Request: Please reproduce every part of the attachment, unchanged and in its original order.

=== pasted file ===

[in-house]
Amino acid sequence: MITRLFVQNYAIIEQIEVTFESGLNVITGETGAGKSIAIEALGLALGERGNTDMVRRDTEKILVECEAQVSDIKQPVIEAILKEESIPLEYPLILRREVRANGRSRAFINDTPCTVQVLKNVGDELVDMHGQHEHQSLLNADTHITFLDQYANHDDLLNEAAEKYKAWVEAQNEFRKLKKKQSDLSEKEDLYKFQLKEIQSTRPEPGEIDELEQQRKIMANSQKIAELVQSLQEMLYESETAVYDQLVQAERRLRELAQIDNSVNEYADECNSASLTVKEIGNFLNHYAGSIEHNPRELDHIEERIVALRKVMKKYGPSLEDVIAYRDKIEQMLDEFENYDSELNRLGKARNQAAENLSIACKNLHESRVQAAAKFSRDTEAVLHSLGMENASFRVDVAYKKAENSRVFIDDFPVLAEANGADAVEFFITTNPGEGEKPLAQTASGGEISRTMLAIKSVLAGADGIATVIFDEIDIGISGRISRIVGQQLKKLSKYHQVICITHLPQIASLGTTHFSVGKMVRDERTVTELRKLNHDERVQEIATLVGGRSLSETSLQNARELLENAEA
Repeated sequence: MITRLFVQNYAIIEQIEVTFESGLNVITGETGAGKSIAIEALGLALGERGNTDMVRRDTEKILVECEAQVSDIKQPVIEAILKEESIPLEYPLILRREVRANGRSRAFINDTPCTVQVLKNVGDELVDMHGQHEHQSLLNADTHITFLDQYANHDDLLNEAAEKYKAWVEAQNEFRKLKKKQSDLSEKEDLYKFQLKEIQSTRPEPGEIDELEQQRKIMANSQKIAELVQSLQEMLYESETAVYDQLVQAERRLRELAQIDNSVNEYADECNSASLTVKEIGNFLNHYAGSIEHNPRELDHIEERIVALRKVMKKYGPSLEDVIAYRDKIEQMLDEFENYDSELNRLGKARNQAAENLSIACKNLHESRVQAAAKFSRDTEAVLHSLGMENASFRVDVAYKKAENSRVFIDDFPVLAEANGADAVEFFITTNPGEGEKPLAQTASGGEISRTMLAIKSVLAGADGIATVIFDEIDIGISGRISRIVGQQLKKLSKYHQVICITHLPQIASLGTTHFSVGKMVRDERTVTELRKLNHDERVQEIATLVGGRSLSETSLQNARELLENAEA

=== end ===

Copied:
[in-house]
Amino acid sequence: MITRLFVQNYAIIEQIEVTFESGLNVITGETGAGKSIAIEALGLALGERGNTDMVRRDTEKILVECEAQVSDIKQPVIEAILKEESIPLEYPLILRREVRANGRSRAFINDTPCTVQVLKNVGDELVDMHGQHEHQSLLNADTHITFLDQYANHDDLLNEAAEKYKAWVEAQNEFRKLKKKQSDLSEKEDLYKFQLKEIQSTRPEPGEIDELEQQRKIMANSQKIAELVQSLQEMLYESETAVYDQLVQAERRLRELAQIDNSVNEYADECNSASLTVKEIGNFLNHYAGSIEHNPRELDHIEERIVALRKVMKKYGPSLEDVIAYRDKIEQMLDEFENYDSELNRLGKARNQAAENLSIACKNLHESRVQAAAKFSRDTEAVLHSLGMENASFRVDVAYKKAENSRVFIDDFPVLAEANGADAVEFFITTNPGEGEKPLAQTASGGEISRTMLAIKSVLAGADGIATVIFDEIDIGISGRISRIVGQQLKKLSKYHQVICITHLPQIASLGTTHFSVGKMVRDERTVTELRKLNHDERVQEIATLVGGRSLSETSLQNARELLENAEA
Repeated sequence: MITRLFVQNYAIIEQIEVTFESGLNVITGETGAGKSIAIEALGLALGERGNTDMVRRDTEKILVECEAQVSDIKQPVIEAILKEESIPLEYPLILRREVRANGRSRAFINDTPCTVQVLKNVGDELVDMHGQHEHQSLLNADTHITFLDQYANHDDLLNEAAEKYKAWVEAQNEFRKLKKKQSDLSEKEDLYKFQLKEIQSTRPEPGEIDELEQQRKIMANSQKIAELVQSLQEMLYESETAVYDQLVQAERRLRELAQIDNSVNEYADECNSASLTVKEIGNFLNHYAGSIEHNPRELDHIEERIVALRKVMKKYGPSLEDVIAYRDKIEQMLDEFENYDSELNRLGKARNQAAENLSIACKNLHESRVQAAAKFSRDTEAVLHSLGMENASFRVDVAYKKAENSRVFIDDFPVLAEANGADAVEFFITTNPGEGEKPLAQTASGGEISRTMLAIKSVLAGADGIATVIFDEIDIGISGRISRIVGQQLKKLSKYHQVICITHLPQIASLGTTHFSVGKMVRDERTVTELRKLNHDERVQEIATLVGGRSLSETSLQNARELLENAEA